The general election on Nov. 8 offers Illinois residents the opportunity to vote for candidates for U.S. president, Congress and the state legislature.
The Catholic Church is nonpartisan, and does not endorse candidates nor tell parishioners which candidates they should elect. The church does, however, offer guidance for discernment as parishioners make their decisions on how to vote with a properly formed conscience.
I have heard many complain, dissatisfied with our two candidates for the presidency. The commentators in the media will often ask, “What is wrong with our political system?” suggesting that it needs to be reorganized and improved.
There is nothing wrong with our system.
The problem is us!
Best-selling author and founder, editor of CatholicMom.com, Lisa Hendey, spent the weekend of Sept. 9-10 in Springfield as the featured speaker at two separate events.
“A lot of people think that I’m going to come and say ‘technology is evil, we must ban it from our homes,’” said Hendey as she began her Sept. 9 presentation sponsored by the Knights of Columbus Holy Family Council 4179 and the diocesan Office for Youth and Youth Adult Ministry at the K. of C. Lake Club. “The truth is that the church is all over this [technology] including Pope Francis’ personal use of technology. It’s good for us who want to be on the front lines of sharing the Good News to understand the opportunity that exists in the digital realm.”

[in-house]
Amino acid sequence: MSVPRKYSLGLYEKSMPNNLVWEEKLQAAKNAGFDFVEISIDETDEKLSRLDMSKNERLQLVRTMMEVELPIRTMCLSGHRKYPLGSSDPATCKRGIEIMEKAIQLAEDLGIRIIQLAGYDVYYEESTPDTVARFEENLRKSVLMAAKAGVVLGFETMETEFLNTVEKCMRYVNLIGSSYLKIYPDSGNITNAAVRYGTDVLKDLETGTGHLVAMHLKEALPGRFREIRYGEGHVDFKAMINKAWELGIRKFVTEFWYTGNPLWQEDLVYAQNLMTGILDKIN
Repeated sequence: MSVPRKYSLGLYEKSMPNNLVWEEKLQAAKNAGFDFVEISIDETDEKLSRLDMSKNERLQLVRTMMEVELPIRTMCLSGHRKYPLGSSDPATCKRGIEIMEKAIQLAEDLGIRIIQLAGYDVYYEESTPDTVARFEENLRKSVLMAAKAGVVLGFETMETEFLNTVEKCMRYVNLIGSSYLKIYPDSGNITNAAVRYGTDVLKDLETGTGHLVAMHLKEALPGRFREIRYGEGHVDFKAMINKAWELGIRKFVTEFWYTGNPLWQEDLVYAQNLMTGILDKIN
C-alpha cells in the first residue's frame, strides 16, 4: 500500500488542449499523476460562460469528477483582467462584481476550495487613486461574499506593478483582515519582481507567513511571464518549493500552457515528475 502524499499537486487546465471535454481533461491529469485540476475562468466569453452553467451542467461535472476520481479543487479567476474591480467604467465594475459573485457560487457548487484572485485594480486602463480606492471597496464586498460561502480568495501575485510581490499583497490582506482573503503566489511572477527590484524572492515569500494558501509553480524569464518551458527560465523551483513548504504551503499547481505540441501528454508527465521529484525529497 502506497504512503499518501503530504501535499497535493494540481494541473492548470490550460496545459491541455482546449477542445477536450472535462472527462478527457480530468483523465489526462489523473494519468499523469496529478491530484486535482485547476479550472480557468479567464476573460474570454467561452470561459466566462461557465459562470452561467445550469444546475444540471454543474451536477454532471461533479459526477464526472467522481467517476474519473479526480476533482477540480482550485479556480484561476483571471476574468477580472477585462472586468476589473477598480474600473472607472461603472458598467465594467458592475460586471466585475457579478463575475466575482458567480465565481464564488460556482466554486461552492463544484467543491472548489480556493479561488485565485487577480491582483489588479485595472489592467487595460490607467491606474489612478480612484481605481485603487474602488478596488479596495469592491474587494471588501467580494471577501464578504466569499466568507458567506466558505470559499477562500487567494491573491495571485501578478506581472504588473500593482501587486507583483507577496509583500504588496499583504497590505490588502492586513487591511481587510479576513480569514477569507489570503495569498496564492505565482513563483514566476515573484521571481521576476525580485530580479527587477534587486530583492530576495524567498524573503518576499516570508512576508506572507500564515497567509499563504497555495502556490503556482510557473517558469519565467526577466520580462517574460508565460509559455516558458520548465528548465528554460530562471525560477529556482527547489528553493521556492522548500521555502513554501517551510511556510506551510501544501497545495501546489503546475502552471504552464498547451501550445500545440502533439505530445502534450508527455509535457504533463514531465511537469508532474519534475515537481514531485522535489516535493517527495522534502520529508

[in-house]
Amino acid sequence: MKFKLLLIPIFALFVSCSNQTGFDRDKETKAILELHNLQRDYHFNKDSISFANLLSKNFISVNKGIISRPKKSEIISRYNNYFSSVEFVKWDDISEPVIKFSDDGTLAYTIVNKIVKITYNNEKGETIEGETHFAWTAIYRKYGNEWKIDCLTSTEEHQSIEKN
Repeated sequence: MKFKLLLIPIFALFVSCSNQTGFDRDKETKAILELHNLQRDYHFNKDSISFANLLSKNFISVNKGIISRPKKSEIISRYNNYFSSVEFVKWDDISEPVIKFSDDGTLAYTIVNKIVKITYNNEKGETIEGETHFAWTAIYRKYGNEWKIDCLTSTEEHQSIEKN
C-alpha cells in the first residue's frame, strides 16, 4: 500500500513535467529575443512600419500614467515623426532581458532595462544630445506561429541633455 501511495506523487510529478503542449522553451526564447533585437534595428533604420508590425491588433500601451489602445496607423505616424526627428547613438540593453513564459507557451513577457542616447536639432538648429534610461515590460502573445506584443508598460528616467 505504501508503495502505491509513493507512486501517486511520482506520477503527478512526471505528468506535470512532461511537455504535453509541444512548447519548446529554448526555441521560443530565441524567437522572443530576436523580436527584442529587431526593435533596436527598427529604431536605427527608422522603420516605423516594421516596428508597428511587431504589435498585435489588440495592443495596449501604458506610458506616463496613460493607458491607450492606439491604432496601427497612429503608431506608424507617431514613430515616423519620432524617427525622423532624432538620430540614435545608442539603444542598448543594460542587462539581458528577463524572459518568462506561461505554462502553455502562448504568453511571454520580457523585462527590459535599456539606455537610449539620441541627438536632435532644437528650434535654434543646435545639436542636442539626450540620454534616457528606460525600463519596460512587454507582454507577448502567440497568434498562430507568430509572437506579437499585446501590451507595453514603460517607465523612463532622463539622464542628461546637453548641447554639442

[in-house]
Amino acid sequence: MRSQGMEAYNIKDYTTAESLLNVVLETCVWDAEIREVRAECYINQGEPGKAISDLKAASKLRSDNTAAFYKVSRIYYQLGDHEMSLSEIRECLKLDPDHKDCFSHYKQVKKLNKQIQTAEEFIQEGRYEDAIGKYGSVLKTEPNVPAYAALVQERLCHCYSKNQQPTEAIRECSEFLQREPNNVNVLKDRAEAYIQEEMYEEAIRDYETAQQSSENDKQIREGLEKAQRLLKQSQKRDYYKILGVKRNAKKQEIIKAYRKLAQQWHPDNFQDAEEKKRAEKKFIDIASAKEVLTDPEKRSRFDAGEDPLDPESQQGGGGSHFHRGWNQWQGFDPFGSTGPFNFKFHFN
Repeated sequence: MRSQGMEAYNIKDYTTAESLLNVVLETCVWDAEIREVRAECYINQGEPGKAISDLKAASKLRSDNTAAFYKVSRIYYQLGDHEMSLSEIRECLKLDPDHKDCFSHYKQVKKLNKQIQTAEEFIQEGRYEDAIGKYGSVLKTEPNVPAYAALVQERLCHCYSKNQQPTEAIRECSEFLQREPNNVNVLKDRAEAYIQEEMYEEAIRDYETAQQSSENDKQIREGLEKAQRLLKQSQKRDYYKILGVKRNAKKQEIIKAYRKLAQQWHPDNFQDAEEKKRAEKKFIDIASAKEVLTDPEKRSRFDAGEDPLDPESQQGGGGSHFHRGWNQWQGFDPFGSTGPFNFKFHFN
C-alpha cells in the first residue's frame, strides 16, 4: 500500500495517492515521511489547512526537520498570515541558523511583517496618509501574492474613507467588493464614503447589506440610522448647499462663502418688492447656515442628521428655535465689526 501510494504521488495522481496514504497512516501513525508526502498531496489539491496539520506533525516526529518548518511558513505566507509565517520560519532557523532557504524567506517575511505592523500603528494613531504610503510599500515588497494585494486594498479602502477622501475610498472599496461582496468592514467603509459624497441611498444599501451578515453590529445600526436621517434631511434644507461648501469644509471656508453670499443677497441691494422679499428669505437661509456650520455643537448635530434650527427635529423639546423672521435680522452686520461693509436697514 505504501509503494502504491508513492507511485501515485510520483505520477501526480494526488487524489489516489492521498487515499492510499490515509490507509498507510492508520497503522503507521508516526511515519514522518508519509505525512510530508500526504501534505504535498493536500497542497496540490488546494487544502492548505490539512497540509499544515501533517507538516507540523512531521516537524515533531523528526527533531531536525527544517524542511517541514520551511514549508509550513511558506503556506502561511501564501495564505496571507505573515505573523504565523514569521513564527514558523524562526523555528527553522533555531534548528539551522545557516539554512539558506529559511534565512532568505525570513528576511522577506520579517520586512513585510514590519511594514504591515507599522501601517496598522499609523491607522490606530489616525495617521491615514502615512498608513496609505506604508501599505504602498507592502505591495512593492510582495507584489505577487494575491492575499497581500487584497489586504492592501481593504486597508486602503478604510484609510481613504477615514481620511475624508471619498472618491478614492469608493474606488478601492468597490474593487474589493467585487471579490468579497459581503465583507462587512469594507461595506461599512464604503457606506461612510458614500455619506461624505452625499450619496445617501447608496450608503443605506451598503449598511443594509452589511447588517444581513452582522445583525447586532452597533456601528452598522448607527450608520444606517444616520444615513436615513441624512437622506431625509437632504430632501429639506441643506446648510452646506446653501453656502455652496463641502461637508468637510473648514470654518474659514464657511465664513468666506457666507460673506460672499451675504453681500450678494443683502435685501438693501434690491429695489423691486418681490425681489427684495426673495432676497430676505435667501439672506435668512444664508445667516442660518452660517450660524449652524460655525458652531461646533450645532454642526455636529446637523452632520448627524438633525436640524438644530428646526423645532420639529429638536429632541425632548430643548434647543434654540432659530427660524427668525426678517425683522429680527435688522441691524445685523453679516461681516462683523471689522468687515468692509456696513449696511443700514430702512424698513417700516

Father William H. Hembrow, a beloved priest of the Diocese of Springfield in Illinois, passed away unexpectedly at the rectory of Holy Ghost Parish on Sept. 6. He was 84 years old.
He was born in Jerseyville on April 26. 1932, and was one of three children born to the late Charles and Mary (Dougherty) Hembrow.
Father Theodosius “Ted” Anthony Schelich, OFM, of Springfield, former chaplain of HSHS St. Francis Hospital in Litchfield, passed away on Aug. 31 in St. Francis Convent in Springfield. He was 84 years old.
He was born on July 18, 1932 in Washington, Mo., a son of Frank and Mary (Whalen) Schelich. He attended grade school at St. Francis Borgia Catholic School in Washington, Mo. He continued his four-year high school education at St. Joseph Seminary in Westmont near Chicago along with two years of college. He spent the following year learning about the Franciscan habit and the vows of priesthood. His next three years were spent studying philosophy in Cleveland, Ohio, followed by another three years in theology in Teutopolis. He earned his bachelor’s degree in philosophy and education and his master’s degree in theology.
A pilot program intended to benefit women and children who live in developing countries or who are suffering from poverty will run for three months in the Diocese of Springfield in Illinois, thanks to Vicki Dhabalt Compton, director of the Office for the Missions. The program, entitled Women of Mercy, has been approved by Catholic Relief Services and will run in October, November and December.